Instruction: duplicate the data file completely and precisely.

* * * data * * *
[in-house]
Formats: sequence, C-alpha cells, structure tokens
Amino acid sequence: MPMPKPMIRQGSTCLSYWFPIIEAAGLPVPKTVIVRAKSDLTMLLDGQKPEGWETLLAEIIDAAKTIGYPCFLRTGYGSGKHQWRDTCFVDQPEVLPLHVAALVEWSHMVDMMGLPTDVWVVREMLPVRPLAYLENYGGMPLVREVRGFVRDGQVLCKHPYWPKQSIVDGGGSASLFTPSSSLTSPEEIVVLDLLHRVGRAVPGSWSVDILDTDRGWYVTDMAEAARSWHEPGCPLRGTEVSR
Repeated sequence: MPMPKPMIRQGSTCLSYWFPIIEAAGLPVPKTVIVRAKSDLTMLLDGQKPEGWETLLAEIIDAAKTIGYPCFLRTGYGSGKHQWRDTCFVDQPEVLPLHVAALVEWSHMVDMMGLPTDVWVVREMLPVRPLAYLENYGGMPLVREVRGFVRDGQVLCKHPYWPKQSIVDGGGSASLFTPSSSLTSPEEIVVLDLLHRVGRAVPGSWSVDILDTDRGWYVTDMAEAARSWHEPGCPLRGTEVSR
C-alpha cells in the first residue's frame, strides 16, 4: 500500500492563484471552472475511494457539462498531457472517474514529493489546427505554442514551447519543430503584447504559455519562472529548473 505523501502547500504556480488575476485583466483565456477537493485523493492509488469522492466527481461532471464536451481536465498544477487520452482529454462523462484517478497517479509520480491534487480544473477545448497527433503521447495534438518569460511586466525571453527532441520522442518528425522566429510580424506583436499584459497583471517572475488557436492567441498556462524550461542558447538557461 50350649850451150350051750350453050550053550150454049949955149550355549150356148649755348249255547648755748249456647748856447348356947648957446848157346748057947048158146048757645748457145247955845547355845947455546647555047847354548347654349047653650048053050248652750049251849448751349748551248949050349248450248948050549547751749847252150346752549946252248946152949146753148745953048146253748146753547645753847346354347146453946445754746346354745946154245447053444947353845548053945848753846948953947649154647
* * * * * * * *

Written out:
[in-house]
Formats: sequence, C-alpha cells, structure tokens
Amino acid sequence: MPMPKPMIRQGSTCLSYWFPIIEAAGLPVPKTVIVRAKSDLTMLLDGQKPEGWETLLAEIIDAAKTIGYPCFLRTGYGSGKHQWRDTCFVDQPEVLPLHVAALVEWSHMVDMMGLPTDVWVVREMLPVRPLAYLENYGGMPLVREVRGFVRDGQVLCKHPYWPKQSIVDGGGSASLFTPSSSLTSPEEIVVLDLLHRVGRAVPGSWSVDILDTDRGWYVTDMAEAARSWHEPGCPLRGTEVSR
Repeated sequence: MPMPKPMIRQGSTCLSYWFPIIEAAGLPVPKTVIVRAKSDLTMLLDGQKPEGWETLLAEIIDAAKTIGYPCFLRTGYGSGKHQWRDTCFVDQPEVLPLHVAALVEWSHMVDMMGLPTDVWVVREMLPVRPLAYLENYGGMPLVREVRGFVRDGQVLCKHPYWPKQSIVDGGGSASLFTPSSSLTSPEEIVVLDLLHRVGRAVPGSWSVDILDTDRGWYVTDMAEAARSWHEPGCPLRGTEVSR
C-alpha cells in the first residue's frame, strides 16, 4: 500500500492563484471552472475511494457539462498531457472517474514529493489546427505554442514551447519543430503584447504559455519562472529548473 505523501502547500504556480488575476485583466483565456477537493485523493492509488469522492466527481461532471464536451481536465498544477487520452482529454462523462484517478497517479509520480491534487480544473477545448497527433503521447495534438518569460511586466525571453527532441520522442518528425522566429510580424506583436499584459497583471517572475488557436492567441498556462524550461542558447538557461 50350649850451150350051750350453050550053550150454049949955149550355549150356148649755348249255547648755748249456647748856447348356947648957446848157346748057947048158146048757645748457145247955845547355845947455546647555047847354548347654349047653650048053050248652750049251849448751349748551248949050349248450248948050549547751749847252150346752549946252248946152949146753148745953048146253748146753547645753847346354347146453946445754746346354745946154245447053444947353845548053945848753846948953947649154647